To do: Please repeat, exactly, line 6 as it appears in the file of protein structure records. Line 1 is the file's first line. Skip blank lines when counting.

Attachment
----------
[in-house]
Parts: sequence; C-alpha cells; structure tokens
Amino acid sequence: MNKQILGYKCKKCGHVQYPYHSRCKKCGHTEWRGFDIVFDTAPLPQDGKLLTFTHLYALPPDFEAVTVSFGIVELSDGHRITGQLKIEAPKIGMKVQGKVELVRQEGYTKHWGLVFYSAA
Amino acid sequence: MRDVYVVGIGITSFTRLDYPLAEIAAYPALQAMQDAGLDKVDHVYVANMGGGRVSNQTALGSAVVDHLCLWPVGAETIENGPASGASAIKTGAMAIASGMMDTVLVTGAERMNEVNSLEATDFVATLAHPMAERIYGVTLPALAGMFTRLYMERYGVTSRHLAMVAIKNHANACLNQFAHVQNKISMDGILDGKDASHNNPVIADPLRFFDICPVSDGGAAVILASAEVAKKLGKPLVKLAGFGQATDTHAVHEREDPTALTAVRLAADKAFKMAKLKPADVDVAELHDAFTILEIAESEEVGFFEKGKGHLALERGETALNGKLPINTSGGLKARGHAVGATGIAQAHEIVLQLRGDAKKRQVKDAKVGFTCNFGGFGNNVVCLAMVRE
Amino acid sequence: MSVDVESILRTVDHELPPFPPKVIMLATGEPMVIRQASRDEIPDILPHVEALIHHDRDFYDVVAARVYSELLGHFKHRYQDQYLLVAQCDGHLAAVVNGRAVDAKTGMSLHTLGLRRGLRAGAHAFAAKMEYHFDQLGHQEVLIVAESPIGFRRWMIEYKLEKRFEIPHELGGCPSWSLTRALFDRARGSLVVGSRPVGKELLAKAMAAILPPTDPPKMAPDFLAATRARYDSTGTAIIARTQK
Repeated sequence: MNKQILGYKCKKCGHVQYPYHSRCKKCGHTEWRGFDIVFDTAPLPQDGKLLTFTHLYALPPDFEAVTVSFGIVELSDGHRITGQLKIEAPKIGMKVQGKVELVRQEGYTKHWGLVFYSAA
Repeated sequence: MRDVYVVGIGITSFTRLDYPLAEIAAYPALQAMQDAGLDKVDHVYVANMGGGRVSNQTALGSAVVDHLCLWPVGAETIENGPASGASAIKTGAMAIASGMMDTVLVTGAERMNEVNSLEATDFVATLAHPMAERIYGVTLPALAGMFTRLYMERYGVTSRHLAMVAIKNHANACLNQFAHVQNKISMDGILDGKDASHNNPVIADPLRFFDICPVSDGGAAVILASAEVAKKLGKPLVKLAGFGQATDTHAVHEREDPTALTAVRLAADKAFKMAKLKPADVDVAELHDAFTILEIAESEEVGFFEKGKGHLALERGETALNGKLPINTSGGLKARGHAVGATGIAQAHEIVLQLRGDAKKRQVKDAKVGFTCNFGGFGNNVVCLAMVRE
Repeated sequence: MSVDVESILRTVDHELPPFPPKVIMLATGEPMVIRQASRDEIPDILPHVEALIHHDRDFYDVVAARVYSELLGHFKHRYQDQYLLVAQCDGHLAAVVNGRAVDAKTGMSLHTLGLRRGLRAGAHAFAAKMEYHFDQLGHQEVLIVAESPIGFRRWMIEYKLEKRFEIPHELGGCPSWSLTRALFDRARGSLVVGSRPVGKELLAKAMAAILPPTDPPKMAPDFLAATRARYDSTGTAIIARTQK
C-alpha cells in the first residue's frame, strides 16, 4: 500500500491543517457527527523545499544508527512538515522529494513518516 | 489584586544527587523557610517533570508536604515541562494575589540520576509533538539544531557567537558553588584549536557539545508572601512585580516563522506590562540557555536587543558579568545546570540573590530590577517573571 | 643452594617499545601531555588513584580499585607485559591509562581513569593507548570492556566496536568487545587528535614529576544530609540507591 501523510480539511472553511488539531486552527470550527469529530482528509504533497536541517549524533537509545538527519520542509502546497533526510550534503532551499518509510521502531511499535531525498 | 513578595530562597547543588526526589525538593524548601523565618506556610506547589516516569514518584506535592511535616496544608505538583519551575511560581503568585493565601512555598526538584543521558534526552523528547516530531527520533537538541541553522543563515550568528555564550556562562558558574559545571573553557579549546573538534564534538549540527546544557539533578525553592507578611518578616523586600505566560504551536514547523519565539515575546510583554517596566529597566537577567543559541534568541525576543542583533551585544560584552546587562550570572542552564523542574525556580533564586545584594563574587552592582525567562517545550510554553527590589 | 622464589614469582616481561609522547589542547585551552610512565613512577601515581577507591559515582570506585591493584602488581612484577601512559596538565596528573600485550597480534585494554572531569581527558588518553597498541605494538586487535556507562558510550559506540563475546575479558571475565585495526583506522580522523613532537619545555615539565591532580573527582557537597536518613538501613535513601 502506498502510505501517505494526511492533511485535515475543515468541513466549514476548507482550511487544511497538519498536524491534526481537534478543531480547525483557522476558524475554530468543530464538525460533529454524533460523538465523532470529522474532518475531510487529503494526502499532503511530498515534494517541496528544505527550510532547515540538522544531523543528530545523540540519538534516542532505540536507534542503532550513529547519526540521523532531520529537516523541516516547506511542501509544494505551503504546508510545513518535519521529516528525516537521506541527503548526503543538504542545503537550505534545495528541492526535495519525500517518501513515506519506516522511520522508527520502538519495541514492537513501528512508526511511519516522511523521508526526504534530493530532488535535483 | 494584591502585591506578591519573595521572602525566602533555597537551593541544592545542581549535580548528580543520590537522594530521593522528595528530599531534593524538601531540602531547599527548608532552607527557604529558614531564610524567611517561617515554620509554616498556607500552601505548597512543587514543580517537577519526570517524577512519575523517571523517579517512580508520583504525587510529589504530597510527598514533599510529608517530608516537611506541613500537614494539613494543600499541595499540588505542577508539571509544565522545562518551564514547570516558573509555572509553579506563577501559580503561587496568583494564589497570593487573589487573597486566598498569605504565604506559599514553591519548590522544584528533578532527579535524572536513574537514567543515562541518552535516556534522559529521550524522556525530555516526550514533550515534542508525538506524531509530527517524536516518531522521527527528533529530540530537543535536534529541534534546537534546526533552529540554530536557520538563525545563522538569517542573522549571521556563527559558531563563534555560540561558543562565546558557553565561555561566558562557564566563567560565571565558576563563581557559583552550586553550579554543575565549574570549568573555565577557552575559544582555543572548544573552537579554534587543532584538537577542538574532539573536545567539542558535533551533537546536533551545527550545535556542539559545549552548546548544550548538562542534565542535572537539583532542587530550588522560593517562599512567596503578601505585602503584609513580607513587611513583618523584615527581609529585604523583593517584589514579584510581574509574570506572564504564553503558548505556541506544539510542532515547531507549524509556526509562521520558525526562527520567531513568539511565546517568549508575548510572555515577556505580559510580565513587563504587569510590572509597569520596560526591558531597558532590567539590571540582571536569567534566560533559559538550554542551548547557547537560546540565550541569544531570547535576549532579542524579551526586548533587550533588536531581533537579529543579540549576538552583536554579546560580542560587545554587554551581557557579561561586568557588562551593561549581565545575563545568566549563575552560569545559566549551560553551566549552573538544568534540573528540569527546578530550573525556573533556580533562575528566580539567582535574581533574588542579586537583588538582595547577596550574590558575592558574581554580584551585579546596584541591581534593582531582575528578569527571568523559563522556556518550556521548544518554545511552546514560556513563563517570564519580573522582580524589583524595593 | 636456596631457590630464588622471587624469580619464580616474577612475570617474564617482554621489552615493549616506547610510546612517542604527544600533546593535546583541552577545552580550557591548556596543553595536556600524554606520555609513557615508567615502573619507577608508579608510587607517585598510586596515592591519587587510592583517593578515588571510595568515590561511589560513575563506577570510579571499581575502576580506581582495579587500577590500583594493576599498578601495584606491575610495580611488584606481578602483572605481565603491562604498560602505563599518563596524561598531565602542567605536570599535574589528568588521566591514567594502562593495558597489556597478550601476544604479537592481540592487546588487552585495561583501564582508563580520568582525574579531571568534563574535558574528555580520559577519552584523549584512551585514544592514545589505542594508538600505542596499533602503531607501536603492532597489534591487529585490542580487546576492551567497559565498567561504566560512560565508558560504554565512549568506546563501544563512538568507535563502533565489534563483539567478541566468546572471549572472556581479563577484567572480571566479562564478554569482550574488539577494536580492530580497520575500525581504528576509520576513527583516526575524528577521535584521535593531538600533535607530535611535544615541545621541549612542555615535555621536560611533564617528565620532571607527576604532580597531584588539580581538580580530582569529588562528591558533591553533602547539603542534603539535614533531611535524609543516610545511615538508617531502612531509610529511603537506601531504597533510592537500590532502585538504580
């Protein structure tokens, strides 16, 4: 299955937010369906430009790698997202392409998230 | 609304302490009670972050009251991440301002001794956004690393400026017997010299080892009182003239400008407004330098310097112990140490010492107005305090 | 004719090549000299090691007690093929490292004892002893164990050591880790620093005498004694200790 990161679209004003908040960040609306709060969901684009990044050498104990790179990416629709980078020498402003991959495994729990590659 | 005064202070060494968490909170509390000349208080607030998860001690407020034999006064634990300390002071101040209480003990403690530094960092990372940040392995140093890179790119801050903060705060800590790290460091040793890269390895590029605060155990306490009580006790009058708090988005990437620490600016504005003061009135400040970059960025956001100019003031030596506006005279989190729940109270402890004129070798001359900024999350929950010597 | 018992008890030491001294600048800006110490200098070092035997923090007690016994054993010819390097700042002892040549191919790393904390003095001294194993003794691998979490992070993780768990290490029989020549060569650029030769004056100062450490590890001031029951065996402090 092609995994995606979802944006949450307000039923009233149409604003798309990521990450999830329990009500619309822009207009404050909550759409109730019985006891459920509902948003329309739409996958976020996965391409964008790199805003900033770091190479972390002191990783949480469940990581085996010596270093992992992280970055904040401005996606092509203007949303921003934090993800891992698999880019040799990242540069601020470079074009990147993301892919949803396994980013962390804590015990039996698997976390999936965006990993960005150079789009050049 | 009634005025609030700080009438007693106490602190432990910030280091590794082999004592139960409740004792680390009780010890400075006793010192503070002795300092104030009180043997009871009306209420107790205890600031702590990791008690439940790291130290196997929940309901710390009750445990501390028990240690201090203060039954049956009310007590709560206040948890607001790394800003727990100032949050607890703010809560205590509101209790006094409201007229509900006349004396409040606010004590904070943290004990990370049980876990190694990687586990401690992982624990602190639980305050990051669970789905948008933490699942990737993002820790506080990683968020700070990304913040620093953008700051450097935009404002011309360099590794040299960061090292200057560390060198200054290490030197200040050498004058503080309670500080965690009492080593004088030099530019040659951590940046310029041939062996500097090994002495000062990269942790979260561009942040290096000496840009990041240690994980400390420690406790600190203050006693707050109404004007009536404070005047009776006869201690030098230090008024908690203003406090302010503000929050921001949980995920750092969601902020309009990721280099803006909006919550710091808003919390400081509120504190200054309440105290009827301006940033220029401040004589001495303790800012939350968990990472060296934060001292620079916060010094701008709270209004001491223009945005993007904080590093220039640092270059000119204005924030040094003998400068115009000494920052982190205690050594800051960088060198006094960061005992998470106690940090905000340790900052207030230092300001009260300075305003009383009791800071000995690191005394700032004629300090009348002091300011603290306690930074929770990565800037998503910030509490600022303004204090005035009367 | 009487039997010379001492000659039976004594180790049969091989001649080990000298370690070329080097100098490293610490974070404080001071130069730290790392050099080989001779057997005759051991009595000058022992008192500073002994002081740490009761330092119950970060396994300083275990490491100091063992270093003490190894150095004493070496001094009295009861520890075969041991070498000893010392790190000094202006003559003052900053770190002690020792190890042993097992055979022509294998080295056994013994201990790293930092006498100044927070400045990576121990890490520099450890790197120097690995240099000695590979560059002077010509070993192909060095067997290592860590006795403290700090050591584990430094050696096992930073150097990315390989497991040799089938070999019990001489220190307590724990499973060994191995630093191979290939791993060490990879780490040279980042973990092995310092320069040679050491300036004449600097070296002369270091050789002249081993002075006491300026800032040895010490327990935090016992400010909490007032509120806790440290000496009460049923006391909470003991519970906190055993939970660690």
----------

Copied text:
Repeated sequence: MNKQILGYKCKKCGHVQYPYHSRCKKCGHTEWRGFDIVFDTAPLPQDGKLLTFTHLYALPPDFEAVTVSFGIVELSDGHRITGQLKIEAPKIGMKVQGKVELVRQEGYTKHWGLVFYSAA